"Du edler Gerstensaft kannst mir Vergnügen geben. Komm, angefülltes Glas, du bringst mir tausendfache Lust. Du tröstest mein Gemüt und milderst meinen Frust. So sauf' ich denn, dass Lung' und Leber krachet, bis dass zuletzt die Schwindsucht mir das Konto machet..."Meaning approximately: "Oh noble beer, you give me such pleasure. Come, replenished glass, you bring me delight a thousand times over. You comfort my mind and alleviate my frustration. So I drink til my lungs and liver crash!"
If a little bit self-critical, this student describes his depraved yet merry daily work, preserved for beer-drinking posterity on a copper plate from the year 1764 (shortened text).
When something has such a long tradition like beer, beer brewers and beer drinkers do, then over the centuries a whole host of ideas, customs and stories entwine themselves around this tradition.
In an article for a beer exhibition in Linz last may, Erwin Richter describes the amusing, sometimes even very rancorous drinking customs of students in the Middle Ages.
Prospective scholars loved their beer so much that they devoted a language to it, binges and boozy get-togethers were strictly used.
So every student present had a reputation for beer, which they must have defended during the course of the evening by consuming ample amounts of beer. Without a reputation for beer a "person impotent to beer" must for example have emerged, since due to drunkenness and its resultant bad behaviour a student could be declared "beer-impotent" by the landlord of a pub. If he became more indebted, then he would be put to "beer trial" (with three beer judges) and accordingly punished. Such a punishment was, for example, payable if someone "let his flowers rust", or in other words if he didn't down his beer within 5 beer minutes (= three standard minutes). Then it came to "stacking": to make amends the contents of the "offended" glasses were simply drunk by the leader of the committee of landlords.
During these student pub sessions songs were sung, funny speeches were made and "games" were played. Members were chosen to prepare cheerful contributions and to read them out in front of the gatherings in the form of a rag magazine. If someone offered a funny joke spontaneously, it was called a beer josh. The prerequisite for this was of course that this person always had enough of the "good stuff" in his glass.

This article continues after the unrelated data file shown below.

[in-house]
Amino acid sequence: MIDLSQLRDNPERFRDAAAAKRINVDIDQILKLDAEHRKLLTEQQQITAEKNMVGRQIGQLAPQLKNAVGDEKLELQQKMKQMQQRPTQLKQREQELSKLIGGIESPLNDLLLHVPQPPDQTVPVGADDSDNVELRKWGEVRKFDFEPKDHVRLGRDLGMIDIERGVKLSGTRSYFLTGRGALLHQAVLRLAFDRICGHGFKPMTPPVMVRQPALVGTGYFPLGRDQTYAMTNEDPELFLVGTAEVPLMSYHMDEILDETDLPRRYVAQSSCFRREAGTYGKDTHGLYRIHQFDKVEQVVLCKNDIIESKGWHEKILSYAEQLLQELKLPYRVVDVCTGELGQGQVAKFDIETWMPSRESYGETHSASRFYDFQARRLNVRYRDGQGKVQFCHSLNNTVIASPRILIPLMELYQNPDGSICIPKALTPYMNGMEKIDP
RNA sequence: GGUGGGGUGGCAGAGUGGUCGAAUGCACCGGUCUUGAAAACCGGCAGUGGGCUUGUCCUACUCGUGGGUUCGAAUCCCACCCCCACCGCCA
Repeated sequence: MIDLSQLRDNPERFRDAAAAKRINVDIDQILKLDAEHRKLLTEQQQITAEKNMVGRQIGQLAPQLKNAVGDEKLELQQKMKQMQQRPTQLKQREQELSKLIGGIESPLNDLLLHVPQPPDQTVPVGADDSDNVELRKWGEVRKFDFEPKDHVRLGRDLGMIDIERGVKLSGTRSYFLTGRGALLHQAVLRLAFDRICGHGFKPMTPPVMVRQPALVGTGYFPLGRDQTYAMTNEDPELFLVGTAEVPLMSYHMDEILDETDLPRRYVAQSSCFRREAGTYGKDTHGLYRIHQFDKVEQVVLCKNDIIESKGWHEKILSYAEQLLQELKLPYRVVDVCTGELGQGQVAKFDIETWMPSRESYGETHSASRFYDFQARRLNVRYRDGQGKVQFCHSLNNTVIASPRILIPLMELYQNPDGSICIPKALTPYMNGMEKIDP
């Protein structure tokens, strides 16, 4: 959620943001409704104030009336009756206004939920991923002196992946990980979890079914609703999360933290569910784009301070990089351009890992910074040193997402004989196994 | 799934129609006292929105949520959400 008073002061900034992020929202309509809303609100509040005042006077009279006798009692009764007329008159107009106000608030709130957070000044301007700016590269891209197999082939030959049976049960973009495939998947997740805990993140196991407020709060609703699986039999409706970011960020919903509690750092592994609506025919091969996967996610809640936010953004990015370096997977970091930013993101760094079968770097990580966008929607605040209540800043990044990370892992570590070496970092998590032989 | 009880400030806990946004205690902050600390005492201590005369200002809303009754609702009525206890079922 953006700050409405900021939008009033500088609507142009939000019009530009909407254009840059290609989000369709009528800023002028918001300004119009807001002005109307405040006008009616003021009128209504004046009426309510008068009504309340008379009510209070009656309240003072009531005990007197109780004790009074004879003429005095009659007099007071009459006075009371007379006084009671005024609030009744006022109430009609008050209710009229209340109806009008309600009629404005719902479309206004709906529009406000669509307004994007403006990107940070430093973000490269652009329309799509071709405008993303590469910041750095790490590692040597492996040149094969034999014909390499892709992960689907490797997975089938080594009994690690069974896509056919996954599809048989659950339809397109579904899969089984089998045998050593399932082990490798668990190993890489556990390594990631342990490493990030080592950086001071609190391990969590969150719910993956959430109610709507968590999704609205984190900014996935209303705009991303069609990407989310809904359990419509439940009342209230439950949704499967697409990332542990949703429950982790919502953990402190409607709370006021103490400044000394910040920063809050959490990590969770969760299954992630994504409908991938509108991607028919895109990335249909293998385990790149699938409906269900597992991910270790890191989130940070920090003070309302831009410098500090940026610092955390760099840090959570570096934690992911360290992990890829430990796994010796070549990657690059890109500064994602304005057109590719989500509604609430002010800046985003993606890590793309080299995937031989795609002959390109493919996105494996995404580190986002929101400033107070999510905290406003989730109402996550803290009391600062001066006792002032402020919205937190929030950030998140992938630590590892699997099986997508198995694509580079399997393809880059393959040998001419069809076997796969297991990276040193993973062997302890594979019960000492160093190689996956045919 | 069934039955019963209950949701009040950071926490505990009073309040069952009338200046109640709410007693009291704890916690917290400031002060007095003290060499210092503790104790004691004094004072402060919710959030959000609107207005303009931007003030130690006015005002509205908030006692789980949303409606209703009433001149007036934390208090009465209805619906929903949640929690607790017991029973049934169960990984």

If a pub round staged beer games then this more often than not ended with the majority of those who took part lying drunken under the table. One of these games was, for example, the popular pope game: a piece of wood was spun on the table. The person to whom it pointed when it stopped had to drink a certain amount of beer and was consequently progressively named after numerous titles of military status and nobility, to emperor and then cardinal, finally being named beer pope – at that time an honourable, if "beer drenched" title.
As odd as these customs sound, the students took them seriously, because the "Comment" governed above all the cohabitation of the alumni. In 1899 a law-related book even emerged, the "General German Beer Comment". Paragraph 39 of the "GGBC" specified that: "Only beer is considered appropriate pub substance. With the permission of the landlord and if good reason is given, wine may also be consumed."
At the beginning of the 20th century, the conditions of student societies, which also exist today in a modified form, slackened. The most important introduction was that unconditional drinking restraints were abolished, which even meant that alcoholism could be considerably reduced among members.
One of these former alcoholics is, according to word of mouth, said to have experienced sinister goings-on in a small village North of Salzburg.
The former student, who in the meantime had managed to become an a solicitor, was on the way to a client via Obertrum on Trumer lake. He was in a hurry and sailed along the main road at quite a speed. At the height of the Sigl brewery inn, just before a drawn-out bend to the left, he got quite a fright. A small group of people had gathered together there, understandably laughing, and each one had a tankard in his hand, and was drawing beer from the local spring there.
The poor lawyer, who had not touched a drop of alcohol since his student days, thought he was having an abnormal hallucination and stared, glued to the fountain shoot, at the merrily drinking community instead of at the road. He misjudged the corner of the house in front of him by only a few centimetres.
When he came upon the spring just an hour later, on his return journey, the spook was over. Pure water flowed from the spring – and he had to make sure straight away by trying it! From then on the lawyer has allegedly suffered from trauma. An old village inhabitant claimed to have seen the man once in the moonlight sneaking up to the spring with a glass. He is said to have filled the vessel up with water and then, like bitter medicine, downed it in one, his hands trembling. Whether the story is really true or not cannot be decided, despite extensive research in the Obertum brewery. It is however true that Josef Sigl has actually had a beer tap built into the local fountain a few years ago, which he sometimes opens in summer for celebrations and for large tourist groups.